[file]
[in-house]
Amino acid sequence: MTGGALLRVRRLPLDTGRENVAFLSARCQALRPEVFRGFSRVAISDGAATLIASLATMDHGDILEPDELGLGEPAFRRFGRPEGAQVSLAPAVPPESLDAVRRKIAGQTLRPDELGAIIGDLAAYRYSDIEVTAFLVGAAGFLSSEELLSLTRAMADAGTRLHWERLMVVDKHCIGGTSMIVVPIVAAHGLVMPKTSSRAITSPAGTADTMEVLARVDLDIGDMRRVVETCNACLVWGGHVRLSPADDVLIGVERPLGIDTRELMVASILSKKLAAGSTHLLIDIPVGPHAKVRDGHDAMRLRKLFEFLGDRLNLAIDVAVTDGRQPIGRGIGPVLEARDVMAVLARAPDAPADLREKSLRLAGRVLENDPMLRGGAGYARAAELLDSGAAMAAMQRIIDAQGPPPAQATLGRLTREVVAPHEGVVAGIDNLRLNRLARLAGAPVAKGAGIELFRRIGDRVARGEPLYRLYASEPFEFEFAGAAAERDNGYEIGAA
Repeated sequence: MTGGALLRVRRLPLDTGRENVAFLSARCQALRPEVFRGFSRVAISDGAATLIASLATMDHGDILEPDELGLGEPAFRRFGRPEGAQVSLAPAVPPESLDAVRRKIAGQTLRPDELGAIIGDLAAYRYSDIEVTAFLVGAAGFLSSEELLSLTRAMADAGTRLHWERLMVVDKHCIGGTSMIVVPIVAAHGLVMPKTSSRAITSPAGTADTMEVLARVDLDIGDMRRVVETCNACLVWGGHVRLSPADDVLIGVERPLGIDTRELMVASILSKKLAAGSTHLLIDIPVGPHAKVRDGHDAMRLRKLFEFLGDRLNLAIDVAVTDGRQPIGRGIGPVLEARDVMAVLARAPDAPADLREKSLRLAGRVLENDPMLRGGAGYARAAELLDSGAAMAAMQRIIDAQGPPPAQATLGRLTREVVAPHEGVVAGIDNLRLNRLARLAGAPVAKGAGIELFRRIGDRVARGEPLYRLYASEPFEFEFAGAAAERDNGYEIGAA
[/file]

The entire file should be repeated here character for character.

[in-house]
Amino acid sequence: MTGGALLRVRRLPLDTGRENVAFLSARCQALRPEVFRGFSRVAISDGAATLIASLATMDHGDILEPDELGLGEPAFRRFGRPEGAQVSLAPAVPPESLDAVRRKIAGQTLRPDELGAIIGDLAAYRYSDIEVTAFLVGAAGFLSSEELLSLTRAMADAGTRLHWERLMVVDKHCIGGTSMIVVPIVAAHGLVMPKTSSRAITSPAGTADTMEVLARVDLDIGDMRRVVETCNACLVWGGHVRLSPADDVLIGVERPLGIDTRELMVASILSKKLAAGSTHLLIDIPVGPHAKVRDGHDAMRLRKLFEFLGDRLNLAIDVAVTDGRQPIGRGIGPVLEARDVMAVLARAPDAPADLREKSLRLAGRVLENDPMLRGGAGYARAAELLDSGAAMAAMQRIIDAQGPPPAQATLGRLTREVVAPHEGVVAGIDNLRLNRLARLAGAPVAKGAGIELFRRIGDRVARGEPLYRLYASEPFEFEFAGAAAERDNGYEIGAA
Repeated sequence: MTGGALLRVRRLPLDTGRENVAFLSARCQALRPEVFRGFSRVAISDGAATLIASLATMDHGDILEPDELGLGEPAFRRFGRPEGAQVSLAPAVPPESLDAVRRKIAGQTLRPDELGAIIGDLAAYRYSDIEVTAFLVGAAGFLSSEELLSLTRAMADAGTRLHWERLMVVDKHCIGGTSMIVVPIVAAHGLVMPKTSSRAITSPAGTADTMEVLARVDLDIGDMRRVVETCNACLVWGGHVRLSPADDVLIGVERPLGIDTRELMVASILSKKLAAGSTHLLIDIPVGPHAKVRDGHDAMRLRKLFEFLGDRLNLAIDVAVTDGRQPIGRGIGPVLEARDVMAVLARAPDAPADLREKSLRLAGRVLENDPMLRGGAGYARAAELLDSGAAMAAMQRIIDAQGPPPAQATLGRLTREVVAPHEGVVAGIDNLRLNRLARLAGAPVAKGAGIELFRRIGDRVARGEPLYRLYASEPFEFEFAGAAAERDNGYEIGAA